When I started this blog back in October, one of my goals was to bake more bread. I'm now several months in and, looking back, I've done alright. I feel like with every new bread recipe, I get a better sense of the basics of breadmaking, and I've enjoyed seeking out new recipes to try. If Finn does indeed become a baker, maybe I can convince him to give me a few shifts in his bakery.
I think one of the greatest lessons I've learned is that baking a homemade loaf of bread does not have to be that difficult. It takes some time (though, in many instances, not as much as I would have guessed), but the hands-on is fairly minimal and the payoff extraordinary. The cost effectiveness is pretty remarkable, too, when I see what the grocery store bakery charges for a loaf of whole wheat artisanal bread. Admittedly, I have the privilege of being home with my boys this year so I can get a loaf of bread going in the morning while they are playing...but I think I could just as easily make a loaf in the evening in the hours between dinner and bedtime. Bread turns a simple dinner (soup, for example) into something kind of special; I think of it as an upgrade of sorts. It also makes your house smell really good.
The Enchanted Broccoli Forest (1995 edition). I remember getting my hands on this book when I was in college and realizing for the first time that cooking could be a joyous process as well as a means to an end. It's still one of my favorites. As an added bonus, it's got a great basic illustrated guide to making yeast breads that is super useful for getting started.
I was looking for something kind of dense and flavorful, and I came upon this recipe. Unlike most of the breads I've been baking lately, this is not a yeast bread. Rather, it's a savory batter bread. I honestly don't think I've ever made a savory batter bread before; batter breads in my world generally come with bananas or pumpkin in them. The wonderful advantage to a batter bread is that it takes minutes to throw together and is then ready to put in the oven; no rising, no punching, no kneading. I made the recipe exactly as written and it turned out really well. I think I would cut back on the sugar next time, as it was a bit too sweet in combination with the herbs, but I will definitely be making this again. I would also consider trying different herb combinations, or maybe different savory ingredients like olives or sun dried tomatoes. I didn't get any help from Finn on this one; in fact, I had it made and in the oven before he even realized I was making bread. Emmett was in the mei tai, so I guess I can give him a cooking credit here.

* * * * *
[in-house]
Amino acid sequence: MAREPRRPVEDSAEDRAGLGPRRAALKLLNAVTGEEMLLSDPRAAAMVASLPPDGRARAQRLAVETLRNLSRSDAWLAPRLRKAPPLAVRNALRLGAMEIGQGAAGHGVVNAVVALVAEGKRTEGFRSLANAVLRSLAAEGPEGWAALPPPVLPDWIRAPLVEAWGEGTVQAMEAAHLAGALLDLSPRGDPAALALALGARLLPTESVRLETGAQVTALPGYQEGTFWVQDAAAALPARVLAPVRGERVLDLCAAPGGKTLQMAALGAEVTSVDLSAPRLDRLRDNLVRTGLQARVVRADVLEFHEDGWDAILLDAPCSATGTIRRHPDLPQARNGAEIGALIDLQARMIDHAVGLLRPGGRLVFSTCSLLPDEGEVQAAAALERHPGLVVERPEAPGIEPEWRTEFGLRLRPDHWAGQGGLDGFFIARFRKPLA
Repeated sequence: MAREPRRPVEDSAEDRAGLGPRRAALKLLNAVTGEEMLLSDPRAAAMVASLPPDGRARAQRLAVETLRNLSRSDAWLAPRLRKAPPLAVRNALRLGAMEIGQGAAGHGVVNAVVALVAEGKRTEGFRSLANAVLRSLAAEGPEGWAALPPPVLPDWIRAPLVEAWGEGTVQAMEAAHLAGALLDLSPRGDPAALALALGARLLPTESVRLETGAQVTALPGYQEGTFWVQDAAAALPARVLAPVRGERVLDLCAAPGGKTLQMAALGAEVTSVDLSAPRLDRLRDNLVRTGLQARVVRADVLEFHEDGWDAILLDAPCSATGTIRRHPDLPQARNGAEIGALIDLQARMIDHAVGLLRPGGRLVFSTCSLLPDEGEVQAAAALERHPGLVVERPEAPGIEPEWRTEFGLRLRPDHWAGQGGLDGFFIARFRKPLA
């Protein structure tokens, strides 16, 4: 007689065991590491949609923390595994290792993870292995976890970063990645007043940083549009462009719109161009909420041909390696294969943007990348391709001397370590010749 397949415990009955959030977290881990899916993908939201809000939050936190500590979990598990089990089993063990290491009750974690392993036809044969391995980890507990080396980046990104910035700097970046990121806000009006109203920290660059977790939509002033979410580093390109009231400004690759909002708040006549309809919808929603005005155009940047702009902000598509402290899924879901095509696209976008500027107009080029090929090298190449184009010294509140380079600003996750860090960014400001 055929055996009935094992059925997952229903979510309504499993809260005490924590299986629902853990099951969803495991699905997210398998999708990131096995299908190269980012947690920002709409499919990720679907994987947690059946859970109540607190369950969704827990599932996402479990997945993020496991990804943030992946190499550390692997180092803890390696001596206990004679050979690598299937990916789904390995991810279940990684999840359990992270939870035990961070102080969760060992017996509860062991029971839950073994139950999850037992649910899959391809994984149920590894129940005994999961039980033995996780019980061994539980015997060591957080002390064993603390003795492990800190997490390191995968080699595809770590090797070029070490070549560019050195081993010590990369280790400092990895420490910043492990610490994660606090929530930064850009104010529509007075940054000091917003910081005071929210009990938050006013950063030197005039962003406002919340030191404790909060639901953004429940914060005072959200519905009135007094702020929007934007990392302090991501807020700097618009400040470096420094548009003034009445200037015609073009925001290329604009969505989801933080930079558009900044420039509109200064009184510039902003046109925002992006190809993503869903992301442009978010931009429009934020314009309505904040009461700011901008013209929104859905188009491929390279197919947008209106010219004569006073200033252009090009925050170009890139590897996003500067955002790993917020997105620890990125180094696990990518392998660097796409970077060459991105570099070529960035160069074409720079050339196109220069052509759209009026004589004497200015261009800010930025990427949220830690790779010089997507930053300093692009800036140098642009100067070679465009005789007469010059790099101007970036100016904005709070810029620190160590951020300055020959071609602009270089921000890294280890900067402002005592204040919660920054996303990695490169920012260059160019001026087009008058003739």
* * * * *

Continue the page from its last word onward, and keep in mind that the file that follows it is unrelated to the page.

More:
Yogurt and Herb Bread
adapted from The Enchanted Broccoli Forest
15 minutes to prepare (seriously!)
40 to 45 minutes to bake
Yield: 1 medium sized loaf
a little butter or oil for the pan
1 cup unbleached white flour
1 cup whole wheat flour
1 tsp. baking powder
1/2 tsp. baking soda
3/4 tsp. salt
1 cup plain yogurt
5 tbsp. melted butter
1/3 cup honey or sugar
2 tsp. dill
1 tsp. oregano
1 tsp. thyme
1 tsp. basil
1. Preheat oven to 350 degrees. Lightly grease a medium sized loaf pan.
2. Sift together the flours, baking powder, baking soda, and salt into a large bowl. Stir in the dried herbs.
3. In a separate bowl, beat together the yogurt, butter, eggs, and honey/sugar. Pour this mixture into a well in the dry ingredients. Mix with a wooden spoon until thoroughly blended (it will be stiff).
4. Spread into the prepared pan and bake for 40 to 45 minutes, or until a knife inserted in the center comes out clean. Let it sit for about 5 minutes then rap the pan sharply to remove the bread. Cool on a rack for at least 20 minutes before slicing.